Several weeks back, I requested a review copy of Exploring Psychology and Christian Faith, mainly because I wanted to use it as a textbook in my psychology class. I was granted the review copy, and am using it and enjoying it.
As a by product of my request, I also received a copy of Hans Schwarz’s The Christian Faith: A Creedal Account. 1 Schwarz is a rather prolific author and theological educator, but I had never heard of him. However, I was intrigued by this Lutheran’ account of theology and it ended up being a rather quick read.
Schwarz orders his discussion into four parts: (1) Presuppositions of the Faith (theology, revelation, Scripture); (2) God The Creator (God, creation, humanity, sin); (3) Christ the Redeemer (Jesus in history and as Savior); (4) The Holy Spirit as God’s Effacacious Power (The Holy Spirit, The Church, The Means of Grace, The Christian Hope). All of this takes place in right around 200 pages.
For the most part, Schwarz keeps footnotes to a minimum. In the notes there are, Luther is most frequently referenced, though Augustine and Barth make quite a few appearances as well. The focus is more on Schwarz’s exposition of Christian doctrine, as well as his desire that Christ remain central. In the end, he hope that readers will take away a deeper understanding of the Christian faith (vi).
Because of the nature of the book, many theological questions will remain un-answered. It is probably best to keep in mind that Schwarz is following Luther in seeing the central tenet of the Christian faith as “God in Christ, who is both sovereign and compassionate, who accepts us without any precondition, and to whom we respond with a faith active in love” (10). His doctrinal exposition is therefore not aimed at answering all typical theological questions in a systematic theology, but rather to systematically explain the core of Christian doctrine in light of Christ and in a Lutheran key.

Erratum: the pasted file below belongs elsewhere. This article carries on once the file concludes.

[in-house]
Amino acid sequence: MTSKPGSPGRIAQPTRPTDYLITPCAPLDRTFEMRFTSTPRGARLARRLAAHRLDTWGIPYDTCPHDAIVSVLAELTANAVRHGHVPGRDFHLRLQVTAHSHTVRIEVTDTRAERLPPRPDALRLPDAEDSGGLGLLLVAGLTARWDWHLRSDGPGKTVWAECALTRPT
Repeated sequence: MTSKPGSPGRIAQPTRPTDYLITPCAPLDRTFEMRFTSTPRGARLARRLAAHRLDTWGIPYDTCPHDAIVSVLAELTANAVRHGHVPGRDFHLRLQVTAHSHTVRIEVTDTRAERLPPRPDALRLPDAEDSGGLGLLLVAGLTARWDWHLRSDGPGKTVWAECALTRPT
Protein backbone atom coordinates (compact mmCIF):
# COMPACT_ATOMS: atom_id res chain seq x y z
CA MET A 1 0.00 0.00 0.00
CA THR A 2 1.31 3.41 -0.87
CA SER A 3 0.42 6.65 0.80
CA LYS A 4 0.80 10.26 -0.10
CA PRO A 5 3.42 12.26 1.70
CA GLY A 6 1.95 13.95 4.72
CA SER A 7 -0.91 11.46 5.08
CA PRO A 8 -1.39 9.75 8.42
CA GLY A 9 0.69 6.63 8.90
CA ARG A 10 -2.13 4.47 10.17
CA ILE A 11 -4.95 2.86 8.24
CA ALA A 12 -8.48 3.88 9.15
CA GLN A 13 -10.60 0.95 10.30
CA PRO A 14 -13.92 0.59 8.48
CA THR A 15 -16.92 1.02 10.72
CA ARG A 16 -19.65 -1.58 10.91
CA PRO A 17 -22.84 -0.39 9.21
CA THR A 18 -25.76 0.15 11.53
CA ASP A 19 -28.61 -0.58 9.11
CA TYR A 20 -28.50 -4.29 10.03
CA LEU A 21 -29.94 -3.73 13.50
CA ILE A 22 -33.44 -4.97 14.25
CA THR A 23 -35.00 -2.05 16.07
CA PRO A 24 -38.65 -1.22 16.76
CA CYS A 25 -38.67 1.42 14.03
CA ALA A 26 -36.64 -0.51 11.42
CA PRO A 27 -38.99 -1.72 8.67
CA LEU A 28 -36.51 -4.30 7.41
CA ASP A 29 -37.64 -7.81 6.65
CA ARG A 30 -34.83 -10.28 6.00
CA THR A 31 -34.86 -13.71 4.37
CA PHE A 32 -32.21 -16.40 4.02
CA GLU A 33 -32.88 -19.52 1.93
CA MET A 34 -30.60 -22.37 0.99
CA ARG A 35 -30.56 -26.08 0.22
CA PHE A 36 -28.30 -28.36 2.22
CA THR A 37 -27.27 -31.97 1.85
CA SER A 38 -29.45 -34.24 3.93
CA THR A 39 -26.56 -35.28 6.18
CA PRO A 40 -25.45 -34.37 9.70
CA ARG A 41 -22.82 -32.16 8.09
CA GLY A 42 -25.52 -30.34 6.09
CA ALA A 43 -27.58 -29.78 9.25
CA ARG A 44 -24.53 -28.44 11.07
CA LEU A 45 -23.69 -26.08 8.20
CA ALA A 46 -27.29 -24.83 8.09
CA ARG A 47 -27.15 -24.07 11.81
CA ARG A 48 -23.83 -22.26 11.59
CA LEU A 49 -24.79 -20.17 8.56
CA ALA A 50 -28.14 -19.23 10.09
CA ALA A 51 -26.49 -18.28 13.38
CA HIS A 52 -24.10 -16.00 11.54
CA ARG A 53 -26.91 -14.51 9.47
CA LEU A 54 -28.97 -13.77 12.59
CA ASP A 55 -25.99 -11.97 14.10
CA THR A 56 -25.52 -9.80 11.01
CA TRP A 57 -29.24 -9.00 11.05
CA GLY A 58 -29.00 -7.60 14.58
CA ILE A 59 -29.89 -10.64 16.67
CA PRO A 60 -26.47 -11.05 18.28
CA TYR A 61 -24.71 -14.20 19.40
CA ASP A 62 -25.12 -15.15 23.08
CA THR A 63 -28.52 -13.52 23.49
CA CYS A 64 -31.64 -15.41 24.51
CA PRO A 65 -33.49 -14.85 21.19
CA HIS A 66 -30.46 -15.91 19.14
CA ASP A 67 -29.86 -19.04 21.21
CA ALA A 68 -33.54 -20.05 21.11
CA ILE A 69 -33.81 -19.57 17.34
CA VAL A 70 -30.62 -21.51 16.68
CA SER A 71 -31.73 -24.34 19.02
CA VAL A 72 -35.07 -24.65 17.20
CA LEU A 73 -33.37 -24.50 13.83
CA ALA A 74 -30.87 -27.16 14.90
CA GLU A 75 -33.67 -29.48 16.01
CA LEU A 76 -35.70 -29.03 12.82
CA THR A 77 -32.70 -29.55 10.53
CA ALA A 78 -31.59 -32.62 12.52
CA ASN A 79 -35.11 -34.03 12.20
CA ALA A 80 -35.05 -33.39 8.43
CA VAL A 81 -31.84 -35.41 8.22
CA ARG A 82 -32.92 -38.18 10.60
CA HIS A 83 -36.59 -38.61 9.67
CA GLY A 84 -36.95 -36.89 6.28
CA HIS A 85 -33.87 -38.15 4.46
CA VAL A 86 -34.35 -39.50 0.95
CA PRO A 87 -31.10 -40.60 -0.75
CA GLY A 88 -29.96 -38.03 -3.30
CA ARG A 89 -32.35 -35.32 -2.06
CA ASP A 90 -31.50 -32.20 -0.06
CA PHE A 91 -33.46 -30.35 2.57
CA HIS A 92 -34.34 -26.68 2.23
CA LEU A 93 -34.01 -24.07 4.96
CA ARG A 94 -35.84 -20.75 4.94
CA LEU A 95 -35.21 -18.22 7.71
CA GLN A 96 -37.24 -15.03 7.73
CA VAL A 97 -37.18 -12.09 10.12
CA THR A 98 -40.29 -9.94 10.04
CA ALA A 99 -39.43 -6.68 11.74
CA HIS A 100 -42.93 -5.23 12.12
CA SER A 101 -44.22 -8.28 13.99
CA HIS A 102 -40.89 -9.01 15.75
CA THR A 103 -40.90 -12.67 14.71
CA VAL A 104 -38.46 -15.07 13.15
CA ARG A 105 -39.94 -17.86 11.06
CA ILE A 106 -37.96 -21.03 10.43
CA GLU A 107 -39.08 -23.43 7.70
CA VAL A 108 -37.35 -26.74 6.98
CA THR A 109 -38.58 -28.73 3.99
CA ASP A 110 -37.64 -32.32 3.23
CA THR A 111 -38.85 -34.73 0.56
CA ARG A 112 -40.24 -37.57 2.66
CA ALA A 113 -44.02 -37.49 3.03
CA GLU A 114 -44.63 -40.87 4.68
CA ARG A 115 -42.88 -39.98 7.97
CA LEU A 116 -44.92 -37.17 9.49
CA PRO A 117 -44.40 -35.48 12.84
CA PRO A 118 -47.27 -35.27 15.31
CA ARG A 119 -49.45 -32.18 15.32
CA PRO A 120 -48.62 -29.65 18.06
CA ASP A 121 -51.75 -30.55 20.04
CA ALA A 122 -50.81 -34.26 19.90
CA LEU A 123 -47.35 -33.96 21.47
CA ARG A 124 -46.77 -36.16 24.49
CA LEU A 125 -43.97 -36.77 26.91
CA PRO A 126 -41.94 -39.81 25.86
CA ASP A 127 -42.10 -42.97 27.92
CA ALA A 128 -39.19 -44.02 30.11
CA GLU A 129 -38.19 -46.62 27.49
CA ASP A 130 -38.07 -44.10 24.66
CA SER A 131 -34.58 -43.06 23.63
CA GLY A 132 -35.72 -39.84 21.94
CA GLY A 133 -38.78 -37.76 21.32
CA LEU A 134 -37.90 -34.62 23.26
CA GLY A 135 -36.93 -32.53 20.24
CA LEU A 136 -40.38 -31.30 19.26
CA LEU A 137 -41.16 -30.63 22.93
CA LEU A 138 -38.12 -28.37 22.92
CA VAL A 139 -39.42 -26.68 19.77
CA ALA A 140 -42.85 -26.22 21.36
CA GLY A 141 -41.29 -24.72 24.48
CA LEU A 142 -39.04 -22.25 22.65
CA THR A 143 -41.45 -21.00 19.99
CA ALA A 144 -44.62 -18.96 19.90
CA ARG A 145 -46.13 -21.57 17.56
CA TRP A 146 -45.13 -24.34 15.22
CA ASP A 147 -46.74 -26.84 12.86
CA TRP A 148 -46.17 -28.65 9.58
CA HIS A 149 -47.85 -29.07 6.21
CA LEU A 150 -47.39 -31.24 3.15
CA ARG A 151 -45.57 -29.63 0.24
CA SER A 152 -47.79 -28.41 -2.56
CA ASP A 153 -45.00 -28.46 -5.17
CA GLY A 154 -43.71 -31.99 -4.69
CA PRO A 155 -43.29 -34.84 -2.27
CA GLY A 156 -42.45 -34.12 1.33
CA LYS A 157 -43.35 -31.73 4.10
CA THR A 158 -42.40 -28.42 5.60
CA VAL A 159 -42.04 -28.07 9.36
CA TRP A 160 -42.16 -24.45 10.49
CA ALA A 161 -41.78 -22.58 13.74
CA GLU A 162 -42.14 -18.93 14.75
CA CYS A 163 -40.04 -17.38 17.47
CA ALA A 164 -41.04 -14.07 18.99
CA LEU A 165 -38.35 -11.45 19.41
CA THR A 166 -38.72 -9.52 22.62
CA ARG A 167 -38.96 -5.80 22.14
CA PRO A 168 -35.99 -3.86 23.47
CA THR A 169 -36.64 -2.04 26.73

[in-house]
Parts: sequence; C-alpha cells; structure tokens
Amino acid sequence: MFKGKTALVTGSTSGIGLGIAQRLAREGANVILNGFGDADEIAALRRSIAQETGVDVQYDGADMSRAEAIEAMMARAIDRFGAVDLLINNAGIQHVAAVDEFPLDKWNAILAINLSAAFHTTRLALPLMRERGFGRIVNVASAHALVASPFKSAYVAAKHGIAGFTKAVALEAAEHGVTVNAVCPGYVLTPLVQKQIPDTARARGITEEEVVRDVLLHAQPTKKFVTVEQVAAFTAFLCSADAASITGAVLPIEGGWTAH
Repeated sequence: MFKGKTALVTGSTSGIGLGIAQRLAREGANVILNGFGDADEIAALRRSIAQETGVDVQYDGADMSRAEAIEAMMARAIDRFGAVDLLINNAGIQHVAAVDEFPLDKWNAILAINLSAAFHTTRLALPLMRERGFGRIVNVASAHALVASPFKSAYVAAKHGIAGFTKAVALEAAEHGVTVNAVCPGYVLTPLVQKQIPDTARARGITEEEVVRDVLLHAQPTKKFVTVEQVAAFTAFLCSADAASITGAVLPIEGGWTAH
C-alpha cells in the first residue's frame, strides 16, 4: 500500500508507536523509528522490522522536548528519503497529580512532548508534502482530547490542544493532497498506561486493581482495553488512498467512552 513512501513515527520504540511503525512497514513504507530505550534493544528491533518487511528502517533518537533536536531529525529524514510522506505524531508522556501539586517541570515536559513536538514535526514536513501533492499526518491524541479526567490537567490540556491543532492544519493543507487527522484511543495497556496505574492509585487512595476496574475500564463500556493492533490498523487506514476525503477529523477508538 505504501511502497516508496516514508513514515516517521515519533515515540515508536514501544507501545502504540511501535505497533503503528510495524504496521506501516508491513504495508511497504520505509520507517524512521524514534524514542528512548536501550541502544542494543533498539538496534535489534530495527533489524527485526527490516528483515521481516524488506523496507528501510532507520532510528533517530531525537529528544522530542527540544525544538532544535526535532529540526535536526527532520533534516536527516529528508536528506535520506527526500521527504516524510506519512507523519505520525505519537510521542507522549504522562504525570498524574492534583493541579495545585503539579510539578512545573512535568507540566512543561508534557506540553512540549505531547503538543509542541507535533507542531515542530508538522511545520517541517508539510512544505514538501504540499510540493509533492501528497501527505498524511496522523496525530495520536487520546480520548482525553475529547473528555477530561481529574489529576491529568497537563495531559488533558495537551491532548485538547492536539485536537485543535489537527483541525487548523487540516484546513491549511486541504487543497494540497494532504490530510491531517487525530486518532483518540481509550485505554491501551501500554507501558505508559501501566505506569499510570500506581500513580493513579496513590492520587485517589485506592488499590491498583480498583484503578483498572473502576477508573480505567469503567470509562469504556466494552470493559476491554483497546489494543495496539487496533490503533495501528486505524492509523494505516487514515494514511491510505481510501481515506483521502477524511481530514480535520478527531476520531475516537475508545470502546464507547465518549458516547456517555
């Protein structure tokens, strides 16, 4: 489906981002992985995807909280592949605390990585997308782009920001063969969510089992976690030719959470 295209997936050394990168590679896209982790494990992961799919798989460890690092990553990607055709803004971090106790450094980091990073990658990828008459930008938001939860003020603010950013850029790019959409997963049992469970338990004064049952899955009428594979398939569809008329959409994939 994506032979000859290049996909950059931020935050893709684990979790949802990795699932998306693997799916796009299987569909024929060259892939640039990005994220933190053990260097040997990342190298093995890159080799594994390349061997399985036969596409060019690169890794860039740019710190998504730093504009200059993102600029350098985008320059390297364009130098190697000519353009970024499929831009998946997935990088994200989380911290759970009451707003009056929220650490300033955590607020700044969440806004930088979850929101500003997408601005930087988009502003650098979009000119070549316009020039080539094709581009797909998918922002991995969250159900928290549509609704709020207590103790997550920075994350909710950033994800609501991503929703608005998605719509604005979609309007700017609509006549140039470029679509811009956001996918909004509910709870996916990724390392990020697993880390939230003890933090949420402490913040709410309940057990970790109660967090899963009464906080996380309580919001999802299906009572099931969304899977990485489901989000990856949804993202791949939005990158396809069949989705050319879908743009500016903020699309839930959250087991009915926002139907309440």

As a result, I found the book an interesting, but not particularly profitable read. I’m not a big fan of Luther peronally, and less so when it comes to Lutheran theology, especially as it concerns sanctification (but more on that later). Coupled with Schwarz’s semi-Barthian approach to theology, revelation, and Scripture (the first three chapters), I was not a fan. The book does what it sets out to do, so in that sense it is a success. If you’d like a post-Barthian Lutheran account of the core doctrines of the Christian faith, then this book is for you. If that’s not what you’re into (I’m not), then this still might prove an interesting read (it was), but not necessarily something you’d want to carve time out to pursue.
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Read an excerpt
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Thanks to Baker Academic for the review copy!
- I had worded by request “Exploring Psychology and THE Christian Faith” so it apparently looked like two separate requests. ↩